US 6622440 B2
Disclosed is a modular floor including a plurality of floor tiles having two sides with different functional characteristics so that one side has a regular checkered surface with protrusions of equal maximum height and on the same plane, comprising areas with open grids and blind areas, while on the other side are some areas with through openings and some with regularly spaced blind openings with protrusions of equal maximum height, all of which coincide with the counterpart of the first side, which are combined with flat sunken areas with respect to the maximum height of this side, which constitute grooves for the insertion of interlocking members and present a surface formed by the closed backs of the blind areas of the first face.
1. A modular flooring system comprising:
a plurality of interconnectable tiles, each tile including a medial portion, said medial portion including a first side and a second side, said medial portion including at least one through-hole extending between said first and second sides, each tile having a first plurality of protrusions extending from said first side of said medial portion and a second plurality of protrusions extending from said second side of said medial portion, said first plurality of protrusions including at least one first wall surface forming a first boundary which defines a groove region, said second plurality of protrusions including a second wall surface forming a second boundary, said medial portion including at least one blind area bounded by said groove region, whereby said first wall surface and said blind area define a groove.
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This invention refers to a type of modular flooring, specifically one comprised of the association of equally sized floor tiles which have different characteristics of form and function on each of their two sides, with regularly checkered surfaces which allow them to be utilized individually or in combination, that is, the flooring may be constructed with the same side of all the tiles showing or with tiles that show one side combined with others showing the opposite side.
The layouts of floor coverings consisting of the association of a plurality of floor tiles are well known, and such floor coverings may be juxtaposed and connected to each other by practicable means of fitting them together, and present a smooth surface or one equipped with through openings or blind openings over all or part of the area, and are molded from elastomeric or plastic material or made up of an agglomerate textile fiber material.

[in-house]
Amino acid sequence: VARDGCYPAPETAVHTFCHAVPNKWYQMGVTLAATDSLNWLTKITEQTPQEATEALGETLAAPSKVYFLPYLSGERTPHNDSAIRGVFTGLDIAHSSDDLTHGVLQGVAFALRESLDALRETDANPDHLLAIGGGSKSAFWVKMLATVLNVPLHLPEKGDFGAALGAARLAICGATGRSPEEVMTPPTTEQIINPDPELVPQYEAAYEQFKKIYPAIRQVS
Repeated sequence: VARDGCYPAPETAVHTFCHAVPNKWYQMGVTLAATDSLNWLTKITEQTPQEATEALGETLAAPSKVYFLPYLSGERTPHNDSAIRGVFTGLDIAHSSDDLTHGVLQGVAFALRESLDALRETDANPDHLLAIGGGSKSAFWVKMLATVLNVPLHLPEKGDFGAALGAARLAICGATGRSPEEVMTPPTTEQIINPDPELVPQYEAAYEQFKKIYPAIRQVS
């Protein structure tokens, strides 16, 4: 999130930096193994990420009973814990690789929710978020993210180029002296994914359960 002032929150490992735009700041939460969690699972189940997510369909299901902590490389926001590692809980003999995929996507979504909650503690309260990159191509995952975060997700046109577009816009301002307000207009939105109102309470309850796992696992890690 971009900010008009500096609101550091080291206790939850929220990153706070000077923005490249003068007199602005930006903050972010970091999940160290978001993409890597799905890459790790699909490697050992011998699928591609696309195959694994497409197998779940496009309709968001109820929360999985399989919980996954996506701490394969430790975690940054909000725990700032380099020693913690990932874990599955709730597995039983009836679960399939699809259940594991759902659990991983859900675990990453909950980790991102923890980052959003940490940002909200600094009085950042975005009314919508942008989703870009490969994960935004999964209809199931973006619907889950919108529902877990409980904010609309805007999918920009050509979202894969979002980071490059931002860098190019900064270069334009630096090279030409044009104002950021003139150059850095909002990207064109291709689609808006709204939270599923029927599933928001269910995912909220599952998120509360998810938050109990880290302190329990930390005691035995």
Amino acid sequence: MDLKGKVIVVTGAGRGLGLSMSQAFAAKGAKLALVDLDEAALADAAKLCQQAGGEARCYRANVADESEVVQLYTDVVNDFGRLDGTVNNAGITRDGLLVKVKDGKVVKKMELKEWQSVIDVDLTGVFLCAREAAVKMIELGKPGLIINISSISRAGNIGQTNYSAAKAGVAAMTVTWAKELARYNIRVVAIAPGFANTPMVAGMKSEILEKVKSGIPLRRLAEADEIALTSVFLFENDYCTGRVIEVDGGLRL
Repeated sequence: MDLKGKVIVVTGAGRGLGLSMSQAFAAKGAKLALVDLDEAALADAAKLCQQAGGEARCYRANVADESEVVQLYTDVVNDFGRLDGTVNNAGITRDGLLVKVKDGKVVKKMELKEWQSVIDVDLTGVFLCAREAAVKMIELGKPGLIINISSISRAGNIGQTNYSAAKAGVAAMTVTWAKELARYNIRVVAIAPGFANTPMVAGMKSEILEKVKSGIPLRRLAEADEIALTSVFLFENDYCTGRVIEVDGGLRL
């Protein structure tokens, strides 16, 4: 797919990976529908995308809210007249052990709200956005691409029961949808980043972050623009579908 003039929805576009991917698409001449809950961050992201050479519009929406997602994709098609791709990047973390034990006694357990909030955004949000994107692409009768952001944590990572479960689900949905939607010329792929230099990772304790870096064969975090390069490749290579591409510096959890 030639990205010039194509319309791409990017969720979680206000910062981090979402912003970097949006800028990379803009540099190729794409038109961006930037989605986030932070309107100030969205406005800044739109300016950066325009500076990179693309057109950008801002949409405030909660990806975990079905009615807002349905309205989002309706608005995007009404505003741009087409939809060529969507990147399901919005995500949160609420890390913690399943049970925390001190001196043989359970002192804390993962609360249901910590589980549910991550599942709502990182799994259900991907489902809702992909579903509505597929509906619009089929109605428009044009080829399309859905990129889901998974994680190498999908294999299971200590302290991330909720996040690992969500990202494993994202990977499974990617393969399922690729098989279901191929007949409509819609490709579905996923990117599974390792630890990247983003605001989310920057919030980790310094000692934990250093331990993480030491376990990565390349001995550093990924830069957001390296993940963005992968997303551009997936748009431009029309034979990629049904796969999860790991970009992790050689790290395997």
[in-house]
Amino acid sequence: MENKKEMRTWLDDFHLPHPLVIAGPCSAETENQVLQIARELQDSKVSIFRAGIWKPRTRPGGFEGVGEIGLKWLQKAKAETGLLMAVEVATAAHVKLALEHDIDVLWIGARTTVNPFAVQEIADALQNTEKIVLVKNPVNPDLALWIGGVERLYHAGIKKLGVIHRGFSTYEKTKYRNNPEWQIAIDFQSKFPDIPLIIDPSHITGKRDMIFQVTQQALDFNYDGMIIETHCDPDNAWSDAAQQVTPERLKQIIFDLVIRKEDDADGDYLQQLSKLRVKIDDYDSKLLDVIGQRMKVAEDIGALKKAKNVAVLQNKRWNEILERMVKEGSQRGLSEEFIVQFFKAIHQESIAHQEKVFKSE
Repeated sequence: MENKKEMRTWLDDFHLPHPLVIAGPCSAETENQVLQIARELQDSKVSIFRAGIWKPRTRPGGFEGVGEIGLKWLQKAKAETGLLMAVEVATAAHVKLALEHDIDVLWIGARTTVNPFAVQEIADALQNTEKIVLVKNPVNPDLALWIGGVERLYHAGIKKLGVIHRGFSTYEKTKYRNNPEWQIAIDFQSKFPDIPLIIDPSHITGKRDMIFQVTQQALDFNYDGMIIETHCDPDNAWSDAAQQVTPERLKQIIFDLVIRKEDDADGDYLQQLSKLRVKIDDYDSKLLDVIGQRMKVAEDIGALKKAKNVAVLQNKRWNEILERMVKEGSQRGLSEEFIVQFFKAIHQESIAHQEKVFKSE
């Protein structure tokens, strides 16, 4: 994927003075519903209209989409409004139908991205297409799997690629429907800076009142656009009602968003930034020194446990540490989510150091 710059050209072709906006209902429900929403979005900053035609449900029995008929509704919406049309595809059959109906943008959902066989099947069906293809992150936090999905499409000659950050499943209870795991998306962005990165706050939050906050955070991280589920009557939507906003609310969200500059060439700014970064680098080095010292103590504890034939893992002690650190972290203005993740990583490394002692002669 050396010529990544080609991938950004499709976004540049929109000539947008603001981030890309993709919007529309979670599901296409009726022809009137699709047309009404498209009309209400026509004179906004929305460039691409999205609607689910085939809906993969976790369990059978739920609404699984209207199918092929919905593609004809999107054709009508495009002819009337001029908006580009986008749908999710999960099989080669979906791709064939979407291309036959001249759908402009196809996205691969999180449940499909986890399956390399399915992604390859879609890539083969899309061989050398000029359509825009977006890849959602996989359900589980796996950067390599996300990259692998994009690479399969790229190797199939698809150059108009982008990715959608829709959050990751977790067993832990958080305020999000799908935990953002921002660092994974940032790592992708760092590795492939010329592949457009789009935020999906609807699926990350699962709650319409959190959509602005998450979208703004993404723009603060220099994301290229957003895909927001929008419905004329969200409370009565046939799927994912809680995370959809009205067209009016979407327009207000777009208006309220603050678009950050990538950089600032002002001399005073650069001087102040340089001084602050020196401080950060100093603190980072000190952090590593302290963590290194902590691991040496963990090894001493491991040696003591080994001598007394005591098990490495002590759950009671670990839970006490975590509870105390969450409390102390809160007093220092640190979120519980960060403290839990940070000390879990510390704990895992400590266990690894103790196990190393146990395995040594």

See utility model no. 252,649 and industrial model numbers 104,183 and 113,831.
The utility model consists of a floor based on molded floor tiles that can have only one side showing, with the side facing down provided with blind holes which reduce the weight and consumption of material, while at the same time lending a springy characteristic to the floor tile, and provide some practicable means of connecting the tiles which consists of complementary male and female parts alternately arranged around all sides of the tile that are visible in the finished floor.
Industrial model no. 104,183 is constructed from molded plastic as in the aforementioned case, having a substantially smooth surface, only one usable side and a practicable means of connection consisting of alternating pegs and holes around the perimeter, which are also visible when the floor is constructed.
Industrial model no. 113,831 consists of a modular element for the formation of floors that may be permeable to liquids, such as those used in the branches of industry dealing with water and chemicals, at swimming pools and at bathing and showering establishments, etc. The elements, molded in plastic, have only one usable side and are provided with a practicable means of connection using a type of fastener that is invisible in the finished floor.
As indicated in the records referred to above, the tiles or elements that constitute the floor, which are not mats in either case, have only one usable side and are attached by male-female connections or by transverse fasteners. In the first case, this results in a connection that is not disguised due to confusion with the drawing of the obverse of the tiles and in the second case it results in a connection that is hidden.
On the other hand, flexible sheets of heavy, elastomeric material also exist, which are preferably rubber, that have their entire surface covered with cylindrical pins of a small diameter. These have a special application in the production of mats, and form a usable, and to some degree comfortable, walking surface. These are somewhat inconvenient due to the fact that between the pins a space is formed in which dust, dry mud and water can accumulate. This results in difficult cleaning, aside from the fact that the free ends of the pins are flat or slightly rounded and do little to eliminate the dust and mud from shoes.
With the goal in mind of avoiding such inconveniences and obtaining greater versatility in floor tiles intended for use in the production of modular and similar floors, without excluding other applications, it would be desirable to produce tiles with two usable sides which could be connected so as to show one or the other of the sides or any combination of them, while at the same time having a means of connection using transverse insertion or male-female parts and relief that is more non-abrasive.